Thursday, January 13, 2011

Arizona Memorial And Campaign Rally

Maybe under a different administration the decision for the Attorney General to speak at a memorial service for the victims of the shooting in Tucson would seem logical. In this instance, however, it was a bad decision. This is the same Attorney General who is suing the state over the state's illegal immigrant policy - voted into place by the majority of voters in Arizona. It is bad enough it took this horrible tragedy to get the President to the state. It would have been responsible of him to be there earlier in his term to do his duty as the President - to secure the border that is now out of control.

I confess I didn't watch the memorial. It looked to be too easy to become some kind of campaign rally - the memories of the Wellstone memorial during the Clinton administration still are fresh - and Obama is incapable to prevent such behavior of his audiences. He loves it. He encourages it with the slipping back and forth between formal and informal delivery of his remarks.

I did read the speech online. Here is the campaigning Obama:

But at a time when our discourse has become so sharply polarized – at a time when we are far too eager to lay the blame for all that ails the world at the feet of those who think differently than we do – it’s important for us to pause for a moment and make sure that we are talking with each other in a way that heals, not a way that wounds.

Scripture tells us that there is evil in the world, and that terrible things happen for reasons that defy human understanding. In the words of Job, “when I looked for light, then came darkness.” Bad things happen, and we must guard against simple explanations in the aftermath.

For the truth is that none of us can know exactly what triggered this vicious attack. None of us can know with any certainty what might have stopped those shots from being fired, or what thoughts lurked in the inner recesses of a violent man’s mind.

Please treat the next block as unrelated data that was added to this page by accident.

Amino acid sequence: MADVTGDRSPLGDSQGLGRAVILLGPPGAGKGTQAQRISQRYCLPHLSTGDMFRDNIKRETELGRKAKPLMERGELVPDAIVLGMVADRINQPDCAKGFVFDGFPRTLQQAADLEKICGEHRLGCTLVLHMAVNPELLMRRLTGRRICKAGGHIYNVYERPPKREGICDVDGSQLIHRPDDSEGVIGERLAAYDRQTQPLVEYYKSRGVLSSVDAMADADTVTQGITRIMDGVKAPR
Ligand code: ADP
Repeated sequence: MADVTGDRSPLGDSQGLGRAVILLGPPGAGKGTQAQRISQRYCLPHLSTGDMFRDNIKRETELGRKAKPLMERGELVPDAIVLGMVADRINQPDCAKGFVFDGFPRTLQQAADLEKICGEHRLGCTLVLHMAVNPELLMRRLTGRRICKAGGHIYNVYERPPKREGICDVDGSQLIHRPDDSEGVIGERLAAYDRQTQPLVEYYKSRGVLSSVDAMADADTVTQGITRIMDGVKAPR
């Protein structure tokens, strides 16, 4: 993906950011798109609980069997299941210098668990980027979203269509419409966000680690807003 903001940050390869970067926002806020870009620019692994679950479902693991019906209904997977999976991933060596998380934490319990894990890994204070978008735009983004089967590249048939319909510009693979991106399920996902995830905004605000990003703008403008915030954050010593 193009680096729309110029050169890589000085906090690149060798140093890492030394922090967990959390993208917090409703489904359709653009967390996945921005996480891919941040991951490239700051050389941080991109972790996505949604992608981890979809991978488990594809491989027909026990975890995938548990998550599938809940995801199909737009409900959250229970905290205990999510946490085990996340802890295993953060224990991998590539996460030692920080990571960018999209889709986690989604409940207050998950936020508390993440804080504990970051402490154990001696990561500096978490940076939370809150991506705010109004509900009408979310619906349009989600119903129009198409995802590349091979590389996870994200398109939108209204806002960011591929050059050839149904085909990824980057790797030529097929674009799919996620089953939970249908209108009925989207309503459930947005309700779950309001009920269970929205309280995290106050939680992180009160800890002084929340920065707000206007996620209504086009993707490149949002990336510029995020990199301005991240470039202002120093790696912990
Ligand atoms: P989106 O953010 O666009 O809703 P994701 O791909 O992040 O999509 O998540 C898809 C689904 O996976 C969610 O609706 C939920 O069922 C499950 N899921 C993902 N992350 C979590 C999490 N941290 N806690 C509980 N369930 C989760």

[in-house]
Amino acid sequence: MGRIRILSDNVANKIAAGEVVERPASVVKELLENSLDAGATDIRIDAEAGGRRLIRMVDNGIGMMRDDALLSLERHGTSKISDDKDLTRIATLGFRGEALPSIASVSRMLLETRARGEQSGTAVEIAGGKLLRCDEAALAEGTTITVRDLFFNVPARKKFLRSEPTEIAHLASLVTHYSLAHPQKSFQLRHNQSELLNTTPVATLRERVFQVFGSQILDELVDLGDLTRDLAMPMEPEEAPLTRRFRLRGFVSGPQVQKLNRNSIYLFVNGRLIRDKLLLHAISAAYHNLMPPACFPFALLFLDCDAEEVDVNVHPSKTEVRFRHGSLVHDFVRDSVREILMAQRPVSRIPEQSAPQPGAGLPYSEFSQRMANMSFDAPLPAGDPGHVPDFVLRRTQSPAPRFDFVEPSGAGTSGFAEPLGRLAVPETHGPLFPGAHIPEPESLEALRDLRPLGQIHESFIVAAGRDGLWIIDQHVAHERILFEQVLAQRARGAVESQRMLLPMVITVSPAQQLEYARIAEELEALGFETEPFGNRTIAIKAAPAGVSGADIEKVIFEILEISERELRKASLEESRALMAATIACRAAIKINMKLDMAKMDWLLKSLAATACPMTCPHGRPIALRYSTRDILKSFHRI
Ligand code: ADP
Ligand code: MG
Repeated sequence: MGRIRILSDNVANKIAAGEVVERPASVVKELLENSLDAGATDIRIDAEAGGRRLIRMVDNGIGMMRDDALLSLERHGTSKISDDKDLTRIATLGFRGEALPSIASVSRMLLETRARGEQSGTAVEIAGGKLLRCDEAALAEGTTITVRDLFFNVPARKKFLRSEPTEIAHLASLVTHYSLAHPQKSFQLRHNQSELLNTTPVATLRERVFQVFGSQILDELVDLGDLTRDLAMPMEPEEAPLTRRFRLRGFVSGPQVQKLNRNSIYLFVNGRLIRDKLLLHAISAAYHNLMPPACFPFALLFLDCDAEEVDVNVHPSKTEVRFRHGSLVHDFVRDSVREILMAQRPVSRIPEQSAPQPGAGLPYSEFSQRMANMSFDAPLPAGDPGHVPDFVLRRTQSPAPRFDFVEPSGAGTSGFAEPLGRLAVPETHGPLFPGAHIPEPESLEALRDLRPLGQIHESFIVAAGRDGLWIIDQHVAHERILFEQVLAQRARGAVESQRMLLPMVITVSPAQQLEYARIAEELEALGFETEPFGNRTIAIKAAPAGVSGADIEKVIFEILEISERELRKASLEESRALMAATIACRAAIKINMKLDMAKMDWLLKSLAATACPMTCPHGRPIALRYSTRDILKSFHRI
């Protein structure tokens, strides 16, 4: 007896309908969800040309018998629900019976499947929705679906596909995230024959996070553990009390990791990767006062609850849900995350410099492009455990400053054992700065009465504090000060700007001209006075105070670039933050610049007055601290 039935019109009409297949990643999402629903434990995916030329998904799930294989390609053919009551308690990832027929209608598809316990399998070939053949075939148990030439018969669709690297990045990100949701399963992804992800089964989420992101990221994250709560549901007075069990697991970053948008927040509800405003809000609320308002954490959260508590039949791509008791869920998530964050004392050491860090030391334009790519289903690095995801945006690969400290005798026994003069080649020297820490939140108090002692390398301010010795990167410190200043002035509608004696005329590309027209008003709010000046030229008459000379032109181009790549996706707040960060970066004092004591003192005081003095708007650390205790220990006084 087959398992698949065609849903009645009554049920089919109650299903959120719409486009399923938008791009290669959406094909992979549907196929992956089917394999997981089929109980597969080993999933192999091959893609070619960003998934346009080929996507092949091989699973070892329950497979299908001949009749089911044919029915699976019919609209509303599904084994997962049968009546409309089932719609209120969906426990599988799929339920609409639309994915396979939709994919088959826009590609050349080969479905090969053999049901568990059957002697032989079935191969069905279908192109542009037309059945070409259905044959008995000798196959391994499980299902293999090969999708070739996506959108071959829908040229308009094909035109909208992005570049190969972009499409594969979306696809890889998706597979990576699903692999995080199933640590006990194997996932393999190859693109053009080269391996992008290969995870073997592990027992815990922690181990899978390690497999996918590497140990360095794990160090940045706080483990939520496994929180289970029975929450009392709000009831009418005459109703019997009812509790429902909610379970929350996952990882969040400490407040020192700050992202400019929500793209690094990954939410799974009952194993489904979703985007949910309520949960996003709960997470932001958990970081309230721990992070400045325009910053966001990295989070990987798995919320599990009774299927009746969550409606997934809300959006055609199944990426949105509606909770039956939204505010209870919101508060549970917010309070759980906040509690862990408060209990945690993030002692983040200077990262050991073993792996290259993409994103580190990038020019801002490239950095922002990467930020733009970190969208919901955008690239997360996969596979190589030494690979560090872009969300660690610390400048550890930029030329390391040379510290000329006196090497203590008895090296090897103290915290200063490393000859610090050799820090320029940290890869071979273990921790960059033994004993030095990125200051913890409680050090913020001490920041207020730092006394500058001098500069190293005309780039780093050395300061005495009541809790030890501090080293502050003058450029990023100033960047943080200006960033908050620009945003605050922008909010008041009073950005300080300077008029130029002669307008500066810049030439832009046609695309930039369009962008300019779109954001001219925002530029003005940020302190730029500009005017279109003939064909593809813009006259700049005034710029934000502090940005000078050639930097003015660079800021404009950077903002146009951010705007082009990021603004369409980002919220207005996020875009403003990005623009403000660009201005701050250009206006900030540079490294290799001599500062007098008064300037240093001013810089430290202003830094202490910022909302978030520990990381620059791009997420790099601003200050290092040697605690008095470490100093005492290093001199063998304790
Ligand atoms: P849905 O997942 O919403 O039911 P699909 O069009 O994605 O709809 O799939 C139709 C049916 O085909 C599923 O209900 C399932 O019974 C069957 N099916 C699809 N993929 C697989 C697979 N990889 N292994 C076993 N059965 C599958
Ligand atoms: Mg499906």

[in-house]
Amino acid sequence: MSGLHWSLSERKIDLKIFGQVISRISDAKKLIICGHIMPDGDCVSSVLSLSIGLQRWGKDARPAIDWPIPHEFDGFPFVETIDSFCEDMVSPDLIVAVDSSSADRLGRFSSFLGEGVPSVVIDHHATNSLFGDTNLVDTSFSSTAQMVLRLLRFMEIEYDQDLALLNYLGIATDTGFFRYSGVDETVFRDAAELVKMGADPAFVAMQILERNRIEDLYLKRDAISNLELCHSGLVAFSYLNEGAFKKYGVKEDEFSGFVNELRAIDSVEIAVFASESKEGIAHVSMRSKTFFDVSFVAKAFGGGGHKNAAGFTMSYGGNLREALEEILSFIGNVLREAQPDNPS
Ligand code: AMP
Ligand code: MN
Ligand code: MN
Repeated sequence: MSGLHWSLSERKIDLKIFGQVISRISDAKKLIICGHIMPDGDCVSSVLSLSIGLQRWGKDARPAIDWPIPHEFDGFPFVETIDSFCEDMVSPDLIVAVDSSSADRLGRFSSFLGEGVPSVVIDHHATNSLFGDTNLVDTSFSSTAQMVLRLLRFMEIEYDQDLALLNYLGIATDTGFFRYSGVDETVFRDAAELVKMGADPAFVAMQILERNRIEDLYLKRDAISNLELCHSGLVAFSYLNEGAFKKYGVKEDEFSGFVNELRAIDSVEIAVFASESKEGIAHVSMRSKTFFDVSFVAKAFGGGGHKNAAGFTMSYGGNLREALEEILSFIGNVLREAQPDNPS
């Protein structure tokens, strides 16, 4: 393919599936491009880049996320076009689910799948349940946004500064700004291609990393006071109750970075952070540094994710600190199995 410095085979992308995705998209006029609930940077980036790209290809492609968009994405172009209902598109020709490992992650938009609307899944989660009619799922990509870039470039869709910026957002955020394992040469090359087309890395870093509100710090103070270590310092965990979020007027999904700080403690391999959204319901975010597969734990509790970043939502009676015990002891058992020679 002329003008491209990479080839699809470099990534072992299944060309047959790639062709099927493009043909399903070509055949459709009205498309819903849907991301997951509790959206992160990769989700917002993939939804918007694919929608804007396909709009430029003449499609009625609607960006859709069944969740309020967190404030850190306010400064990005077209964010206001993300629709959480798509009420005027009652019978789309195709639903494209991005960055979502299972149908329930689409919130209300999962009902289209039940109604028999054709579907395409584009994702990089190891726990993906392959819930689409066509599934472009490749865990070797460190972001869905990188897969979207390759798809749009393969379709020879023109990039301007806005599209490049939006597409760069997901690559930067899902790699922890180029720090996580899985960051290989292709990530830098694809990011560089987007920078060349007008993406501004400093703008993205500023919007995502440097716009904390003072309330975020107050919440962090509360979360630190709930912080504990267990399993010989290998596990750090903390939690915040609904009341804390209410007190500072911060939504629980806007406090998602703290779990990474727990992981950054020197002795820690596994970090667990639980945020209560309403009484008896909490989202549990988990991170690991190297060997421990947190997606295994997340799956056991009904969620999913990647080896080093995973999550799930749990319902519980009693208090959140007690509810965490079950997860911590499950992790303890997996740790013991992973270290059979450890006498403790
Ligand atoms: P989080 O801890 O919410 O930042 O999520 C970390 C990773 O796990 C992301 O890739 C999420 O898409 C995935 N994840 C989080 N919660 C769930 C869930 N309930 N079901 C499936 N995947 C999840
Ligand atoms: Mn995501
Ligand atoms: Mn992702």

So yes, we must examine all the facts behind this tragedy. We cannot and will not be passive in the face of such violence. We should be willing to challenge old assumptions in order to lessen the prospects of violence in the future.

But what we can’t do is use this tragedy as one more occasion to turn on one another. As we discuss these issues, let each of us do so with a good dose of humility. Rather than pointing fingers or assigning blame, let us use this occasion to expand our moral imaginations, to listen to each other more carefully, to sharpen our instincts for empathy, and remind ourselves of all the ways our hopes and dreams are bound together.

See, we don't know what set this guy off but it probably wasn't political rhetoric, Obama acknowledges. But, he instructs us to just knock it off anyway. Re-elect him so your hopes and dreams will come true.

A unicorn in every back yard.

It bothers me to hear of all the clapping and whistles with the clapping, during a memorial service. I understand the acknowledgement of the survivors and heroes. It just too easily gets carried away.

No wonder John Boehner didn't attend. He probably saw himself as the Bob Dole of the Wellstone memorial - boos and all.

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